Wednesday, August 31, 2011

Hurricanes, Salmon and Lobsters.

We survived Hurricane Irene by spending the night in a Wallmart parking lot with about 12 other RV’s.  We had high wind and rain but no damage.

The next day was bright and sunny and we found the Craig Brook national Fish Hatchery in East Orland, Maine, the oldest Atlantic Salmon hatchery in the United States. 
It has been recently redesigned to meet the need for sound science in fish culture.  Young salmon are captured each year in seven rivers and brought to the hatchery to be raised as parent fish.  Their offspring are raised separately by river population and released as fry into their parent’s home river. 

Using state-of-the-art technology, each salmon is genetically analyzed, tagged with a microchip and database tracked by computer.  This allows biologists to identify individuals, determine spawning partners, and preserve the unique genetic makeup of each river population.

Biologists release two million juvenile salmon each year to restore populations in Maine’s largest river, the Penobscot.  They also raise and release up to 1.5 million juvenile salmon in the six other rivers with endangered populations.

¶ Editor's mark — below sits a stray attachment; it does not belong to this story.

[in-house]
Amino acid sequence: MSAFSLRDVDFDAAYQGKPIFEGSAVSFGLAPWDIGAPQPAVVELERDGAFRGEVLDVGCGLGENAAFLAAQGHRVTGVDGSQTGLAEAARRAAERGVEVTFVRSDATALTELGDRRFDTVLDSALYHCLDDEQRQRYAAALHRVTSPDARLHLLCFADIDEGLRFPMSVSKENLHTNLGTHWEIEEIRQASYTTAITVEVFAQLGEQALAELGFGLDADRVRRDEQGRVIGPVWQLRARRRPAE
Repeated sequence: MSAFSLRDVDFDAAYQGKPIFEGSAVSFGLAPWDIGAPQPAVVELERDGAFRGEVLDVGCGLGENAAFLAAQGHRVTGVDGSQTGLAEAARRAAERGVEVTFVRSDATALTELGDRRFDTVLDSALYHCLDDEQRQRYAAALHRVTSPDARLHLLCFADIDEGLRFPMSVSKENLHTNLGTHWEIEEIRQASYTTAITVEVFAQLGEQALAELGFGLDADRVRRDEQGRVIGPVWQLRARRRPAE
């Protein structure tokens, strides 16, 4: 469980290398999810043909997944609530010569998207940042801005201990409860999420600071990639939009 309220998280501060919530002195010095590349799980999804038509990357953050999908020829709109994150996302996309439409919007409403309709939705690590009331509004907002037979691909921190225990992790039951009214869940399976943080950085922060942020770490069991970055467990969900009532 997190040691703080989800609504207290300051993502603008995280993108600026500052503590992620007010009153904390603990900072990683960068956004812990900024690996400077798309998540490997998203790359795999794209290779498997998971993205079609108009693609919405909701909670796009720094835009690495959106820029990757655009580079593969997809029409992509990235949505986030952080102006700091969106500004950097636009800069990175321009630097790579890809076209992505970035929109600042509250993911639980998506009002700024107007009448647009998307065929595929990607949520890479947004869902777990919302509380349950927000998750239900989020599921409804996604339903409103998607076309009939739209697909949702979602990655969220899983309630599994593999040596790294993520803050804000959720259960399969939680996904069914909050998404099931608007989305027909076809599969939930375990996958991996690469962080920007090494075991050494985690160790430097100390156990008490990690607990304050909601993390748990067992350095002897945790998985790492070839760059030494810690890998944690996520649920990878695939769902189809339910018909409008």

Biologists from all over the  world have come here to learn this new technology.  Unlike Pacific salmon, Atlantic salmon don’t usually die after spawning. They can return to the ocean where they journey to Greenland to feed for two or three years before returning to the same river where they were born four or five years earlier.

                           The museum is crammed with all kinds of fly fishing artifacts. 

Heading south to the town of  Wiscasset, we came upon Red’s Eats, a tiny red-and-white shack sitting beneath a Siberian Elm along the always snarled traffic on Route 1.

Open since 1938, it is almost universally recognized as serving the best lobster rolls on the Maine coast and the perpetual line of customers snaking out into the street testifies to that. 

You order at the walk-up window and then chow down at one of the tables on the back deck.

This gal offers free battered shrimp to customers while they wait in line to place their order.

More than one whole lobster is crammed on a toasted hot dog bun and served with melted butter and fries.

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